By Natalie Nagpal
The acquisition of language is a phenomenon that is highly impressive yet not completely understood. While there is no one mechanism or section in the brain that controls how we learn language, the process is linked with the overall executive function of the brain.
As the world becomes more culturally intertwined, more combinations of races are raising children. Due to this, the number of bilingual people is also increasing. A census found that the number of Hispanics who speak Spanish at home from 1980 to 2000 increased by 14.5 million people, indicating that more children are learning the language. In a recent study conducted at Northwestern University, researches found that the encoding of sound done by bilinguals is linked with advantages in executive function.
By being a bilingual, the brain leans to suppress the language that is not in use or being heard. Due to neural plasticity, this subconscious function of suppression exercises the brain in a way that a monolingual will never experience. Within the brain of a bilingual individual upon hearing a word, the meaning of that word in both languages is activated. This exercises the brain and studies have found that bilingual people show symptoms of Alzheimer’s on average 5 years later than monolingual people. This does not mean that being bilingual protects you from Alzheimer’s, but instead that bilinguals brains are more capable of dealing with the diseases damage on the brain.
Any kind of sensory enrichment will improve the brains executive function and cognitive processes. It is important that we continue to enforce the importance of being bilingual so that our children can continue to evolve their brains in this ever changing world.
By Angie Miller
Like working in a lab? Analytical? Communicate well? Team player?
Biomedical engineers are a branch within the engineering field. The growth increase for biomedical engineers in the next ten years is about average at 3-6%. The median salary of a biomedical engineer in the United States is $90,580. From designing, testing, postulating, and reporting, biomedical engineers apply their solving skills to improve products in daily life.
Work environment for biomedical engineers is usually a standard 40-hour week in an office building, laboratory, or industrial plant. Biomedical engineers may work longer hours when deadlines are involved. Generally biomedical engineers conduct experiments, develop statistical models, prepare reports, and devise plans for further improvement and action.
Education for biomedical engineers consists of a variety of natural sciences including physics, chemistry, and biology along with mathematics. Usually biomedical engineers require a Bachelor’s degree for entry-level positions. For upper-level positions such as teachers or research, graduate degrees are required. Engineers that are directly involved with the public have to become licensed. With the changing technology, biomedical engineers must continue to educate themselves.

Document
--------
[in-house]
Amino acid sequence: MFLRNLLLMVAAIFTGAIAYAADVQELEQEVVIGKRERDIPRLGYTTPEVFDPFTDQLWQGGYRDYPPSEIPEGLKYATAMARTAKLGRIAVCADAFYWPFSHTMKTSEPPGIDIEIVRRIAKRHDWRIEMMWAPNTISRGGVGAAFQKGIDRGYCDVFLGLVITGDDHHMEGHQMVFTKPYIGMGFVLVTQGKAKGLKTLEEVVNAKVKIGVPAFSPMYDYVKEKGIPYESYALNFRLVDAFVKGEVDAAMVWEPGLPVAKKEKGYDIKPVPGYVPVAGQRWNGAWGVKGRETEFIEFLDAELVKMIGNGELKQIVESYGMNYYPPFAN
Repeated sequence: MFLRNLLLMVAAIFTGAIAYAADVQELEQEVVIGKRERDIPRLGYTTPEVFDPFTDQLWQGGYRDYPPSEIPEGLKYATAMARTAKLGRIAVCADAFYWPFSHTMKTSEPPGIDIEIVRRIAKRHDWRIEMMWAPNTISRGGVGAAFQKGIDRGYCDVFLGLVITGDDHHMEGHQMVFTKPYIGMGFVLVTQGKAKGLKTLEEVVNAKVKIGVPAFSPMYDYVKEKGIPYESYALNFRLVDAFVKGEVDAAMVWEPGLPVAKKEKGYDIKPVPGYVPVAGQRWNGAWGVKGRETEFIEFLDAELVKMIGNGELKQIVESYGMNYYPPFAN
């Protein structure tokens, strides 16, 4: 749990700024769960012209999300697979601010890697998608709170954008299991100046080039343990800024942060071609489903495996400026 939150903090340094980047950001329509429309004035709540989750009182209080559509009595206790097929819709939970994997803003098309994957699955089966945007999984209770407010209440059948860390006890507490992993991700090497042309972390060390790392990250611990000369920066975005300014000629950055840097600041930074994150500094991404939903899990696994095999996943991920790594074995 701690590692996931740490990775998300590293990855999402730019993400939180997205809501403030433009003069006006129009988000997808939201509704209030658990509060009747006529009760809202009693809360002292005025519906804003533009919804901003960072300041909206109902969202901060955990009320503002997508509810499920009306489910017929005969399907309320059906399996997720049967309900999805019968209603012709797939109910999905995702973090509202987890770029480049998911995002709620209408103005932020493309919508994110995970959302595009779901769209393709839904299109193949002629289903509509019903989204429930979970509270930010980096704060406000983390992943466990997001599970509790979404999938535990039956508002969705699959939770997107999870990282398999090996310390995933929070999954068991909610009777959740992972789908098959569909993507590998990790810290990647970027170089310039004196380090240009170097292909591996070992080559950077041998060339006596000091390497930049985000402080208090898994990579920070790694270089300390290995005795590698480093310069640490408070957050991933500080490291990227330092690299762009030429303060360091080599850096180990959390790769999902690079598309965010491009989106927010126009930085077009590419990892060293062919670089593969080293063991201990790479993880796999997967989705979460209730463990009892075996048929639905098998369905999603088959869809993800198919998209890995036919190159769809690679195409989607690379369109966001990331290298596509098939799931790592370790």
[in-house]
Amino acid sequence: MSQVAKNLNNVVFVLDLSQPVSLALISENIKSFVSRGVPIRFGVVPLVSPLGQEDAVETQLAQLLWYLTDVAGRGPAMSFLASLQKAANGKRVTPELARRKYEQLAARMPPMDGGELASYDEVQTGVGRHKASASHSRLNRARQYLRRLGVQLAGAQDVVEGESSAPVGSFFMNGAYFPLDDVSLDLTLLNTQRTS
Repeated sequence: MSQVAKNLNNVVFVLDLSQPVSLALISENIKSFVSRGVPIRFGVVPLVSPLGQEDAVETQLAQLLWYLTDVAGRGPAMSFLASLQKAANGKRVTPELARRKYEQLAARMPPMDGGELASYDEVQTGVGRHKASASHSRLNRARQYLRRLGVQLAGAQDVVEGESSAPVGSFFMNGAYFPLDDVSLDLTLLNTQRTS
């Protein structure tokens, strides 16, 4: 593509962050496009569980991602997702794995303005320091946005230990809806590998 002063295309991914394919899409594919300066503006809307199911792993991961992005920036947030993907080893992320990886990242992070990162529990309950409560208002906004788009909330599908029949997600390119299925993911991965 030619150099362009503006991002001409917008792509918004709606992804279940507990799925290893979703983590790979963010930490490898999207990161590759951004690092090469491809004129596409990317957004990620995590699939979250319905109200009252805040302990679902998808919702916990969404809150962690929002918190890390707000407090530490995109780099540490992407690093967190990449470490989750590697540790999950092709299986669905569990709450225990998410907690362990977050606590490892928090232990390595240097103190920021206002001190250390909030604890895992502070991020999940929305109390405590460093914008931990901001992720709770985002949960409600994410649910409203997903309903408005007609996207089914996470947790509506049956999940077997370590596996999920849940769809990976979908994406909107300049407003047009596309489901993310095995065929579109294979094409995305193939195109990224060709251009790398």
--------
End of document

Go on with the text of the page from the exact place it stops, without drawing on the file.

Personality skills that are important for biomedical engineers include curiosity, great ability to solve problems, and working well with others.
Similar careers to biomedical engineers are chemical engineers, biochemists, and biologists.
By Kaitlynn Bayne
Researchers at the University of Bristol’s (Bristol, England) Department of Computer Science have recently published a research paper where they reveal a new method they have created to produce holographic 3D images that can be felt. Simply put, this method uses ultrasound- which focuses on hands above the device and can be felt. The use of ultrasound allows the image to be seen, and creates disturbances in the air, which are what can be felt. This is how these 3-D holograms can be “touched.”
These holograms could be very useful in many different fields. The technology specifically could aid in the classroom, especially in cases where the class is looking at artifacts, sculptures, or anything else that could be better understood by having it physically present. Another benefit, according to Dr. Ben Long, Research Assistant from the Bristol Interaction and Graphics (BIG) group in the Department of Computer Science, the “touchable” holograms could be of great help specifically when working with objects that aren’t usually tangible. Specifically, he states that one of the lab’s idea is the ability “[to feel] the differences between materials in a CT scan.” If this idea were to become a reality, doctors would be able to tell if you had a tumor based on the feel of the CT scan’s 3-D holographic image.
This paper has only recently been published, so it is clear that this technology is not quite where it needs to be to get on the market quite yet. However, when it does, it could change the face of both the classroom and the hospital alike.
By: Angie Miller
Physically fit? Have good coordination and balance? Interested in electrical objects?
Electricians are a branch within the physical sciences field. The growth for electricians in the next ten years is high in demand at 21% or more. The median salary of an electrician in the United States is $49,320. From bringing electricity to homes, schools, businesses, and the public, electricians light up the world.
Work environment for electricians is usually a 40-hour week outside and indoors, construction sites, homes, and business or factories. Work can be physically demanding lifting heavy objects or being subject to electrical injuries. On the job focuses on maintaining or installing the wiring, fuses, and other electrical components. Generally electricians repair, assemble, test, and inspect all electrical systems and components.